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Only 37 per cent of Calgarians satisfied with city council: survey

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WATCH: A new survey by the University of Calgary's School of Public Policy suggests Calgarians are less than 40 per cent satisfied with city council's performance as a whole. Lisa MacGregor reports. – Jan 14, 2019

Survey results released Monday by the University of Calgary’s School of Public Policy suggest most Calgarians are not happy with city council as a whole.

The poll results indicate about 60 per cent of respondents are not satisfied with council’s performance, but when it comes to individual scores, the story is drastically different.

Just over 2,000 Calgarians were surveyed at the end of 2018, between Nov. 14 and Dec. 13.

Only 37 per cent said they were satisfied with Calgary City Council’s performance as a whole.

But the results for individual members are quite a bit higher. Mayor Naheed Nenshi scored an overall 56 per cent satisfaction rate citywide.  Over 55 per cent of respondents in some northeast and central wards said they were satisfied with Nenshi, while 40 per cent or less said they were satisfied with the mayor in central-east and southern wards.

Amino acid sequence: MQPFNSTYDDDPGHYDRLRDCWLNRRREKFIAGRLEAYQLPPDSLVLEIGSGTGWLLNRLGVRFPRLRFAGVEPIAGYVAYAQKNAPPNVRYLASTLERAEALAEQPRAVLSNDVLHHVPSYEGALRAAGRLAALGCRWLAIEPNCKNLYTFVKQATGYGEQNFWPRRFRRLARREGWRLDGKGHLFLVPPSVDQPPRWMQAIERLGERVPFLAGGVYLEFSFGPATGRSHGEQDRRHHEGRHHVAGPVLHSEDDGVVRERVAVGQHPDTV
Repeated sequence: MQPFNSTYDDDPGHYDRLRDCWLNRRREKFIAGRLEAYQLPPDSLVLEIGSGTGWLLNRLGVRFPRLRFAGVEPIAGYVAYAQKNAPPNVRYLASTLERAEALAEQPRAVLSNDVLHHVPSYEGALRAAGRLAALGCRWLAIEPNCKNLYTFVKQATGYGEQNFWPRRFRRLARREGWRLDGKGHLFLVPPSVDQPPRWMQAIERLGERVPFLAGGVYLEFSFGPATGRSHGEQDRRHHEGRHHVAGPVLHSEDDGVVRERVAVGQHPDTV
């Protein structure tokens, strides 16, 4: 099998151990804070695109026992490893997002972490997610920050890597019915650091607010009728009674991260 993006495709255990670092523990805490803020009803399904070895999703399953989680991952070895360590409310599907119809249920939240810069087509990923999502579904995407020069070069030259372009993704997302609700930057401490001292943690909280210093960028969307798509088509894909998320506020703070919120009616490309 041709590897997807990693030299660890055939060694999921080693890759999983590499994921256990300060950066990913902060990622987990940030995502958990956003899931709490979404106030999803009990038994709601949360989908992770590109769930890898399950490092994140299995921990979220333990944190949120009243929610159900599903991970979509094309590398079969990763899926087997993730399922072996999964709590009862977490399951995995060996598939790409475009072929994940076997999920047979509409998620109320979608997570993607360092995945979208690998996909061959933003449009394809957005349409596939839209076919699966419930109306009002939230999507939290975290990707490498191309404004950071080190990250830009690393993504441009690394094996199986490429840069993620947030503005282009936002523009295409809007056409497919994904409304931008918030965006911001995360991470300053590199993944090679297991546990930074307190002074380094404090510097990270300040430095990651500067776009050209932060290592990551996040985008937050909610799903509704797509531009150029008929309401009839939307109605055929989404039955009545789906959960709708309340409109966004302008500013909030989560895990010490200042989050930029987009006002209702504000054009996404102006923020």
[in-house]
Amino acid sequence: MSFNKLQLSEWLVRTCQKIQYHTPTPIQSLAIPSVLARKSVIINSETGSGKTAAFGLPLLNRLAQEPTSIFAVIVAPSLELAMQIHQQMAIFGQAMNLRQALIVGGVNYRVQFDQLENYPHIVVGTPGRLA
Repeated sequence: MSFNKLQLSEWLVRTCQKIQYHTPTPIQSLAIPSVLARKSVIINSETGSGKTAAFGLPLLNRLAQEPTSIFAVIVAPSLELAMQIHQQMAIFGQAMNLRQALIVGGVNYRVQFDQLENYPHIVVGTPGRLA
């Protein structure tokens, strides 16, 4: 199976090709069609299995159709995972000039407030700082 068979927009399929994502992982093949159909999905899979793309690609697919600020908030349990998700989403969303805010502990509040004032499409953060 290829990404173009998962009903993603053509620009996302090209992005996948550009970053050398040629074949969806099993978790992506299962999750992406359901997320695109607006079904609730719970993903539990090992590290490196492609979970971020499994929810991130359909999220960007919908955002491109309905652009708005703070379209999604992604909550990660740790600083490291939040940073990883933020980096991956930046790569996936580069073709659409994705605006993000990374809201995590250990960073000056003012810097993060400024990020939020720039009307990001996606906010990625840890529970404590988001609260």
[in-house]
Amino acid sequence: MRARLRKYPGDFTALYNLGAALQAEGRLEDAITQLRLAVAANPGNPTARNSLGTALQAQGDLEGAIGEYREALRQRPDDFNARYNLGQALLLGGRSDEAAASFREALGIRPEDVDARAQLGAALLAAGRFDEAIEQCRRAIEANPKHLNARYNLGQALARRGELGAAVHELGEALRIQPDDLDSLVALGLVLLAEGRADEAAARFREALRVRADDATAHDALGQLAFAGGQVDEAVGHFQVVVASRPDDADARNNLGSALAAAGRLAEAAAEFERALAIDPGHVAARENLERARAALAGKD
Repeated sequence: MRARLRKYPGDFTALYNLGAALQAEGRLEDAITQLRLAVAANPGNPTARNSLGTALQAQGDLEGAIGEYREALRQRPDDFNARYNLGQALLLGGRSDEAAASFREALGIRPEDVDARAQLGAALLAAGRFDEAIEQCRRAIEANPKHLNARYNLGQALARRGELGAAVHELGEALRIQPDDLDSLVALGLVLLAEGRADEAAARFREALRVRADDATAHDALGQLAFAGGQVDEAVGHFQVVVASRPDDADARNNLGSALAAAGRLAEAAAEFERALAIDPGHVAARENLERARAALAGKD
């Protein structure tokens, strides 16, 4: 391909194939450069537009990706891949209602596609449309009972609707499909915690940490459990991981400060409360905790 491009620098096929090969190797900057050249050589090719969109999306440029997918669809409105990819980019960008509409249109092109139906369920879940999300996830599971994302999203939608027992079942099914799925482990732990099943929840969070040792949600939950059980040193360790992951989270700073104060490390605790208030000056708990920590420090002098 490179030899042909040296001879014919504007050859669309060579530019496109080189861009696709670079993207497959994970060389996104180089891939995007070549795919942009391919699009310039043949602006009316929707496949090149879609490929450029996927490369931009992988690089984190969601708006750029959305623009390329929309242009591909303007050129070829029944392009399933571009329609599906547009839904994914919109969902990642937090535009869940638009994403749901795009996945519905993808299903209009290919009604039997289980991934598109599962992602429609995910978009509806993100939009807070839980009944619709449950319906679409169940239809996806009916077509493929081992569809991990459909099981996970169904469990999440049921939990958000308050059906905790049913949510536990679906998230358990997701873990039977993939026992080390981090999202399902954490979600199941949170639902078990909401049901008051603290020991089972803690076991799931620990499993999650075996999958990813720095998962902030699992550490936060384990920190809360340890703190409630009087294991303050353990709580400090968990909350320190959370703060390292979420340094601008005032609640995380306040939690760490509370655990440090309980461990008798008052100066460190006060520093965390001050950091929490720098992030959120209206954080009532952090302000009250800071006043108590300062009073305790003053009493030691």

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READ MORE: 2018 Year in Review: Mayor Nenshi on the economy, energy sector, jobs and cannabis

Nenshi indicated he wasn’t too phased by the results released Monday and said the only polls that matter are those done in October 2021.

“[This] shows why polls are very confusing,” he said. “Because you could probably ready that to be anything you want it to be.

“While there are challenges here, we’re not living at the end of the world.”

The survey found Peter Demong to be the top-ranked councillor by respondents. About 70 per cent said they were satisfied with his performance.

The councillors with the lowest satisfaction scores were Diane Colley-Urquhart (44 per cent), Ray Jones (48 per cent) and Druh Farrell (49 per cent).

“Of course I’m concerned,” Farrell said of the results. “But I live in a ward that’s going through a significant amount of change.

“The decisions that I make are often controversial, but they represent a changing city.”

Jack Lucas, the U of C political science professor who authored the report, said he was surprised by some of the scores.

“The overall satisfaction is still fairly healthy, given that Calgarians are also — at the moment — feeling pretty dissatisfied with the state of the local economy,” he said. “But I think there has been a lot of news of the past year about contentious council meetings and difficulties with decision-making with city council.”

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According to the report, the numbers are nearly identical to Calgarians’ low satisfaction with the provincial government.

 

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